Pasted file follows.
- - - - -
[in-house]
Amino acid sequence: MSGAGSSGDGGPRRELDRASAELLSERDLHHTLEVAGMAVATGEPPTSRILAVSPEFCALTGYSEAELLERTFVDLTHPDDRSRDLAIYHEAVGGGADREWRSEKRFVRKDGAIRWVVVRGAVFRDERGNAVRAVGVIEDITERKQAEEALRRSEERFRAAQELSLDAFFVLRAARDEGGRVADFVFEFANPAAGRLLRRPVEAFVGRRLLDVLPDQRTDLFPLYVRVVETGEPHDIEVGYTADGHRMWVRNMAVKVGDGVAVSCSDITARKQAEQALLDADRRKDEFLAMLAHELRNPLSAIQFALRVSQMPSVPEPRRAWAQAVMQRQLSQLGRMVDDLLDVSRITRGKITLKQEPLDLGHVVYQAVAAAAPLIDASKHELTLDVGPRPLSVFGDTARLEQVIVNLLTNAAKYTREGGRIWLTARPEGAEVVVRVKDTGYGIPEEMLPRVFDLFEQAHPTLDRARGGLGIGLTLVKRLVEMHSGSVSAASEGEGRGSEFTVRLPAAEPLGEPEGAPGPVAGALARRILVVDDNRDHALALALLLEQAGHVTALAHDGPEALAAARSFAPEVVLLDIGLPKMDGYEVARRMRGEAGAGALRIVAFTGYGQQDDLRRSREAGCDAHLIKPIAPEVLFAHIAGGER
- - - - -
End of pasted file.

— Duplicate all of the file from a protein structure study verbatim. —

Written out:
[in-house]
Amino acid sequence: MSGAGSSGDGGPRRELDRASAELLSERDLHHTLEVAGMAVATGEPPTSRILAVSPEFCALTGYSEAELLERTFVDLTHPDDRSRDLAIYHEAVGGGADREWRSEKRFVRKDGAIRWVVVRGAVFRDERGNAVRAVGVIEDITERKQAEEALRRSEERFRAAQELSLDAFFVLRAARDEGGRVADFVFEFANPAAGRLLRRPVEAFVGRRLLDVLPDQRTDLFPLYVRVVETGEPHDIEVGYTADGHRMWVRNMAVKVGDGVAVSCSDITARKQAEQALLDADRRKDEFLAMLAHELRNPLSAIQFALRVSQMPSVPEPRRAWAQAVMQRQLSQLGRMVDDLLDVSRITRGKITLKQEPLDLGHVVYQAVAAAAPLIDASKHELTLDVGPRPLSVFGDTARLEQVIVNLLTNAAKYTREGGRIWLTARPEGAEVVVRVKDTGYGIPEEMLPRVFDLFEQAHPTLDRARGGLGIGLTLVKRLVEMHSGSVSAASEGEGRGSEFTVRLPAAEPLGEPEGAPGPVAGALARRILVVDDNRDHALALALLLEQAGHVTALAHDGPEALAAARSFAPEVVLLDIGLPKMDGYEVARRMRGEAGAGALRIVAFTGYGQQDDLRRSREAGCDAHLIKPIAPEVLFAHIAGGER